Here’s an item, interesting in retrospect, by Sylvia Kahn from the January 1942 edition of Modern Screen:
It’ll be a great for Hollywood when John Carroll takes plumpish, black-eyed Virginia Hill to be his blushing bride. If the pair do bounce to the altar, John will bring into the Movietown family the most fantastic personality it has known since Bogus Prince Romanoff was in his prime.
At 23, Virginia Hill is a woman of mystery. Her wealth is inestimable and untraceable, though it is surmised her three marriages (the first occurred when she was 14) might have had something to do with it. Her extravagances are notorious. At $1,000 evening gown [$16,000 today], the gem of Designer Irene’s fall collection, draped her body only three or four times before she gave it to a friend. Other gowns for which she pays from $100 to $400 are often discarded without being worn at all.
Her parties are reminiscent of something that went out with the Romans. Starting with two or three couples, Virginia frequently finds herself winding up the night hosting a mob of fifty. One evening she rented the Mocambo and its entire staff for a shindig. Conservative estimates say that little social cost her well over $3,000.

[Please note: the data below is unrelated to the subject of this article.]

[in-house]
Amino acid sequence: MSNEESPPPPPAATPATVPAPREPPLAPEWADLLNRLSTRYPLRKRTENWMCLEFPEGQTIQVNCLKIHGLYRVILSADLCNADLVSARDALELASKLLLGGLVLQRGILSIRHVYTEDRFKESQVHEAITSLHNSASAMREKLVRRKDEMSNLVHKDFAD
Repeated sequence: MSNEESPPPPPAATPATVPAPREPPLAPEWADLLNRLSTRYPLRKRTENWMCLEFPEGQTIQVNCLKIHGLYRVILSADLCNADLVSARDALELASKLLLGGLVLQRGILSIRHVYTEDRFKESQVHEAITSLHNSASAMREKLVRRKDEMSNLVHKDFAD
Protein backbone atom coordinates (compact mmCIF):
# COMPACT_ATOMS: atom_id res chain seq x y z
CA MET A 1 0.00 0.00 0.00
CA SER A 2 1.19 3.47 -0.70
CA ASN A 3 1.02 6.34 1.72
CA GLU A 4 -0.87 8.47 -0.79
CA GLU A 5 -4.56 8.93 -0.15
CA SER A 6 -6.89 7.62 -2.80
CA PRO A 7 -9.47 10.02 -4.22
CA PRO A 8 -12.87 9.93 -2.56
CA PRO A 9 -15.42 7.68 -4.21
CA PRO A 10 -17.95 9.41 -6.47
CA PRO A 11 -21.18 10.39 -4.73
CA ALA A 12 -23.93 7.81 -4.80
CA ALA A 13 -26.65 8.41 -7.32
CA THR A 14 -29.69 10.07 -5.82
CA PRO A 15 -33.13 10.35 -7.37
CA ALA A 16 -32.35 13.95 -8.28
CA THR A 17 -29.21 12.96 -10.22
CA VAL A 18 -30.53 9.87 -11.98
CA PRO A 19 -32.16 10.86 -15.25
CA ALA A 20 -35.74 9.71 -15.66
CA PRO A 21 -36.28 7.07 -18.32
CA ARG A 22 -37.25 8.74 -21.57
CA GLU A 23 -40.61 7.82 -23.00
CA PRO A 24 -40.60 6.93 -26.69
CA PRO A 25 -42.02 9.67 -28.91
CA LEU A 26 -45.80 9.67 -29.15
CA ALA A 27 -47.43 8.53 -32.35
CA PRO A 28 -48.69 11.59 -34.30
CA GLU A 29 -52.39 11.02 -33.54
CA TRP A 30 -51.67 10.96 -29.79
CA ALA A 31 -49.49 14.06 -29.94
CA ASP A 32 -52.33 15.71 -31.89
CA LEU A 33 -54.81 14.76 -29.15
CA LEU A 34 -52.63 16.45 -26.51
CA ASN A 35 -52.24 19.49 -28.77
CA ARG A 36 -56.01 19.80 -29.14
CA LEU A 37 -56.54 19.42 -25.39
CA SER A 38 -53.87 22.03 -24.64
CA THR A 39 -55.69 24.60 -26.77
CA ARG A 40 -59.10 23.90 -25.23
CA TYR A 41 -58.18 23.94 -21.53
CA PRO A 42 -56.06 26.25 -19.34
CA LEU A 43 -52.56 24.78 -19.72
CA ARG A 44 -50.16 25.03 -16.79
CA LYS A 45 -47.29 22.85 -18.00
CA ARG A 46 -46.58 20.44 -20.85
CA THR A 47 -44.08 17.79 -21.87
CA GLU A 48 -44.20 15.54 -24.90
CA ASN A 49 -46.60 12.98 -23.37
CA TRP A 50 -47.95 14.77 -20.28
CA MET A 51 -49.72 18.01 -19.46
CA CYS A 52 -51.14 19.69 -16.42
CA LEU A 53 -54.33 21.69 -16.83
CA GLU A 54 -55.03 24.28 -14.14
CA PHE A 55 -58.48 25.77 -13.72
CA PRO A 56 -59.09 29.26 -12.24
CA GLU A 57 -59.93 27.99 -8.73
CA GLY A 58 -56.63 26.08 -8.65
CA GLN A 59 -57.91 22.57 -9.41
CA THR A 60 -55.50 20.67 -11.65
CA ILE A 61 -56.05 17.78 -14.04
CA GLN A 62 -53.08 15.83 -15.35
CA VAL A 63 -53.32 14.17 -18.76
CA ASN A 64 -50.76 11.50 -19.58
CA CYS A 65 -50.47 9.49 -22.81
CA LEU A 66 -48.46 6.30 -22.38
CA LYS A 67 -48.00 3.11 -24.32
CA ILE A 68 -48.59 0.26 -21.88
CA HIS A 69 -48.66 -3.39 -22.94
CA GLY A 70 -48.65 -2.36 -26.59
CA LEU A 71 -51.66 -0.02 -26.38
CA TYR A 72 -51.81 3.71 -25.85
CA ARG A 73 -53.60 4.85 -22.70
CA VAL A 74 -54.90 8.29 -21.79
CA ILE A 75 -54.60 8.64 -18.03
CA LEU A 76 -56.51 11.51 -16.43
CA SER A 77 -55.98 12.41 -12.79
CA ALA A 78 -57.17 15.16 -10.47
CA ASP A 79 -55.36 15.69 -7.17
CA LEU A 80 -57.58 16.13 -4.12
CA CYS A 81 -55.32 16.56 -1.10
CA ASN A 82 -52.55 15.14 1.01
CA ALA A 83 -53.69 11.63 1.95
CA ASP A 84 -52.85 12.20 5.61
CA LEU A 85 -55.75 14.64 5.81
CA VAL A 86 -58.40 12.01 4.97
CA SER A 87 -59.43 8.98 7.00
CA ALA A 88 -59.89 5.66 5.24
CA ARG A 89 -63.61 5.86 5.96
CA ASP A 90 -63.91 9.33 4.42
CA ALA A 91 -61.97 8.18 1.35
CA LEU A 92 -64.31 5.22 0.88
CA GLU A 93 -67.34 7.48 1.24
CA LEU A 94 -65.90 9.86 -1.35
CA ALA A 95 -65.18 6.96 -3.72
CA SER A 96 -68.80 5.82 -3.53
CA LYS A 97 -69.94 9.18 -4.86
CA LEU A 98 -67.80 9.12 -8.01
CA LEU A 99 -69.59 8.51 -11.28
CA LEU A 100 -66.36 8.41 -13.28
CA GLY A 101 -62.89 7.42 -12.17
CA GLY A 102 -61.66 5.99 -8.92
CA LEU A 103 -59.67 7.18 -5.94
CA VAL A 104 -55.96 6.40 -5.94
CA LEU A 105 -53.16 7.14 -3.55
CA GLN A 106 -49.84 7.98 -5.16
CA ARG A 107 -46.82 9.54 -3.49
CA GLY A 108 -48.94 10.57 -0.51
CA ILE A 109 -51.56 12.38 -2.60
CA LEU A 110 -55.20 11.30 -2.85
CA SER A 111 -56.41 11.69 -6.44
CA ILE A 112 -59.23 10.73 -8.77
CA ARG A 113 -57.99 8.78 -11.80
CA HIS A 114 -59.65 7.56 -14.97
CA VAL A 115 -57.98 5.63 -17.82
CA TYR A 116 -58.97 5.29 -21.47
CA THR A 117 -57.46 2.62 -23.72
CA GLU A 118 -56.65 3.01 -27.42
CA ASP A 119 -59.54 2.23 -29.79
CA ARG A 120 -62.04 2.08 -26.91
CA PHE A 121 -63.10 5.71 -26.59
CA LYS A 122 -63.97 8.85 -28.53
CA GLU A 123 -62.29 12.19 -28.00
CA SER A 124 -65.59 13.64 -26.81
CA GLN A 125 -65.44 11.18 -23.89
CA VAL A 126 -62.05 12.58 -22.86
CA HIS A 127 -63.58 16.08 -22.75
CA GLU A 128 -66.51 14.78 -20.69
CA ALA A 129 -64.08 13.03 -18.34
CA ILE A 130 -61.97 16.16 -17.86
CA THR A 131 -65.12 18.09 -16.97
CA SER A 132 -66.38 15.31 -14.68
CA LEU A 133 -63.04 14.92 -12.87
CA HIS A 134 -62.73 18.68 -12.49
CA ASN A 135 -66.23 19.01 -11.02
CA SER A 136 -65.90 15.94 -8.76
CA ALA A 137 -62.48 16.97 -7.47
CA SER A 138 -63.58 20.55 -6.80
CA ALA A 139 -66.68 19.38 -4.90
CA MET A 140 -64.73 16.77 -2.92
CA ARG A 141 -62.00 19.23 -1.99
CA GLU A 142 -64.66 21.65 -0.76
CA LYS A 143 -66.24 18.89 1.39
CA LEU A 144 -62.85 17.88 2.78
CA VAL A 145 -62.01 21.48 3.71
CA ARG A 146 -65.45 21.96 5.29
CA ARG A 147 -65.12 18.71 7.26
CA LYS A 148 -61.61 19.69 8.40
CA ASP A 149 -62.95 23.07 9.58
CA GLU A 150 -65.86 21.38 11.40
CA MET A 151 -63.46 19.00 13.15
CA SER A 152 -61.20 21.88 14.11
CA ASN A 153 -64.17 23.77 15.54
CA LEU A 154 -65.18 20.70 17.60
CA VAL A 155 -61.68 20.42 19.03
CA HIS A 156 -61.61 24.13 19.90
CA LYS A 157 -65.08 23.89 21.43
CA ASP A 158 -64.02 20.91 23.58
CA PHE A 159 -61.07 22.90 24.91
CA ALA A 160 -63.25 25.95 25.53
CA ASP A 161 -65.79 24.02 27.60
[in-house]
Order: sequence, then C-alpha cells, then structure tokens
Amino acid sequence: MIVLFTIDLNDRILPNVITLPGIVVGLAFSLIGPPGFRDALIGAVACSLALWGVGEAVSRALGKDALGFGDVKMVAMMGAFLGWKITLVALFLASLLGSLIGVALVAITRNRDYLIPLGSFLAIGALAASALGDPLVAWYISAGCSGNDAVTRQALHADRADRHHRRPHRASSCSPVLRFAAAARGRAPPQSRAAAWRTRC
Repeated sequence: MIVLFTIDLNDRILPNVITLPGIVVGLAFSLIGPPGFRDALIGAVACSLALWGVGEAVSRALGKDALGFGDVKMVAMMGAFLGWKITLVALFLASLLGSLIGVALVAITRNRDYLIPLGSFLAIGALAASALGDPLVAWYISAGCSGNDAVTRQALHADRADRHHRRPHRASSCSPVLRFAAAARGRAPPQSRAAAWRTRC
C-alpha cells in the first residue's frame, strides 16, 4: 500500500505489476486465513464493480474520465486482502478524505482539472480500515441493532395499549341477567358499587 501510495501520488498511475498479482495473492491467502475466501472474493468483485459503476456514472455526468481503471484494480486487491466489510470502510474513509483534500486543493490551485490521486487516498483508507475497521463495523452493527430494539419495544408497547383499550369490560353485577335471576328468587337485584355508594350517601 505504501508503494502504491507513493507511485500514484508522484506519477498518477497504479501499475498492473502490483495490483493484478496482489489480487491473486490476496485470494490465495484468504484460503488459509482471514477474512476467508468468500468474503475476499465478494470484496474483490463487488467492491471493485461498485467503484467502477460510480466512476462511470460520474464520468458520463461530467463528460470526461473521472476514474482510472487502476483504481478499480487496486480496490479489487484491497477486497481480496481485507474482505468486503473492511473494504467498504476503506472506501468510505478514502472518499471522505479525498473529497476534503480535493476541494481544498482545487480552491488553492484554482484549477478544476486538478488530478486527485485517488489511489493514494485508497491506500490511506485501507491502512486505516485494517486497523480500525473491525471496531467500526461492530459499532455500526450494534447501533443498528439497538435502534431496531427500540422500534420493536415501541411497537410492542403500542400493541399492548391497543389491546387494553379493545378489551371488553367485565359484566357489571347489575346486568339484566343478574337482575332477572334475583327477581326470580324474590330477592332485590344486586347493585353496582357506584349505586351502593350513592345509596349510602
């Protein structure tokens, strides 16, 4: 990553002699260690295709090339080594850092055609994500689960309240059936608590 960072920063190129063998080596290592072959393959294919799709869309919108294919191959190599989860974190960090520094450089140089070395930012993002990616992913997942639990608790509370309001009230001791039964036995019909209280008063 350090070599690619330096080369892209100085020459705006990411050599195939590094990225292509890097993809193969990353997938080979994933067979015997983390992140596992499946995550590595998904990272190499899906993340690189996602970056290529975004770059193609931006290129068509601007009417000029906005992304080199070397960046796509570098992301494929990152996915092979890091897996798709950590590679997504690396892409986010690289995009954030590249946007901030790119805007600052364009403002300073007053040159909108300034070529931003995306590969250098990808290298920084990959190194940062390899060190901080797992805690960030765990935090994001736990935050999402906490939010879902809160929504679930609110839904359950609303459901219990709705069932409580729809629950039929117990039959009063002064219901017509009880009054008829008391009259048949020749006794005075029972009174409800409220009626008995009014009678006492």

It’s always cash on the line for Virginia Hill. She travels with gobs of it tied in a rubber band. She’s never used a checkbook even to pay bills for her Chicago apartment, her New York and Hollywood hotel suites, automobile upkeep, maid and secretary.
There’s no denying, Husband Number Four will have to step fast to keep pace with the mad, exciting Miss Hill. But if anyone can do it, John Carroll is the boy. He’s not exactly a rest cure himself.
John Carroll was a popular actor who had appeared in over 25 films by January 1942 — his best-remembered performance, with John Wayne in “Flying Tigers,” would be released in October that year. Six-foot-four and ruggedly handsome — he was often compared to Clark Gable — he had a reputation at the time for playing the field.